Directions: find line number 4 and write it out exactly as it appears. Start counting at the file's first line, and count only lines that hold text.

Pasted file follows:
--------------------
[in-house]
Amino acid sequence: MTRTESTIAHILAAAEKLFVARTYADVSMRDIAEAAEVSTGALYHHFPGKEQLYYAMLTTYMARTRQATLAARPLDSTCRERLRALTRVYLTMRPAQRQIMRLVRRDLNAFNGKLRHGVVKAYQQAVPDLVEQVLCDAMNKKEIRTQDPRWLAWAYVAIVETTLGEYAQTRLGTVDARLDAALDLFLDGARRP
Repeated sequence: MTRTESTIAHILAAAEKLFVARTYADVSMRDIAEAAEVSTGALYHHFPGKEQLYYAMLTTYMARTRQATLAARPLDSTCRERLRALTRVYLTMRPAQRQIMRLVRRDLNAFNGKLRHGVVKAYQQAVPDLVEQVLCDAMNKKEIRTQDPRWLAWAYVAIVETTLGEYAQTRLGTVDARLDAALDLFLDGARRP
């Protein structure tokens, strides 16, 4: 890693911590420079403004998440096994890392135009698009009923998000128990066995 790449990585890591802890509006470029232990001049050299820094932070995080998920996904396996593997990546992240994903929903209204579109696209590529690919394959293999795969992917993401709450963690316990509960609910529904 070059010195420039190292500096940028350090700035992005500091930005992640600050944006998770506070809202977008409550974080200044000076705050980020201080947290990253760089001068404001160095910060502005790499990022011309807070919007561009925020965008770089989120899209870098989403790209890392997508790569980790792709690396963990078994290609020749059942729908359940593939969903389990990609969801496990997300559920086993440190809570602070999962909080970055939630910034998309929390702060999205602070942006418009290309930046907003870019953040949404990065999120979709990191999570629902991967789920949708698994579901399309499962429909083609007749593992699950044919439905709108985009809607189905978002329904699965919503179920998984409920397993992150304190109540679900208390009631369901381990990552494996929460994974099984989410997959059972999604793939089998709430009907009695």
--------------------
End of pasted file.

């Protein structure tokens, strides 16, 4: 890693911590420079403004998440096994890392135009698009009923998000128990066995 790449990585890591802890509006470029232990001049050299820094932070995080998920996904396996593997990546992240994903929903209204579109696209590529690919394959293999795969992917993401709450963690316990509960609910529904 070059010195420039190292500096940028350090700035992005500091930005992640600050944006998770506070809202977008409550974080200044000076705050980020201080947290990253760089001068404001160095910060502005790499990022011309807070919007561009925020965008770089989120899209870098989403790209890392997508790569980790792709690396963990078994290609020749059942729908359940593939969903389990990609969801496990997300559920086993440190809570602070999962909080970055939630910034998309929390702060999205602070942006418009290309930046907003870019953040949404990065999120979709990191999570629902991967789920949708698994579901399309499962429909083609007749593992699950044919439905709108985009809607189905978002329904699965919503179920998984409920397993992150304190109540679900208390009631369901381990990552494996929460994974099984989410997959059972999604793939089998709430009907009695």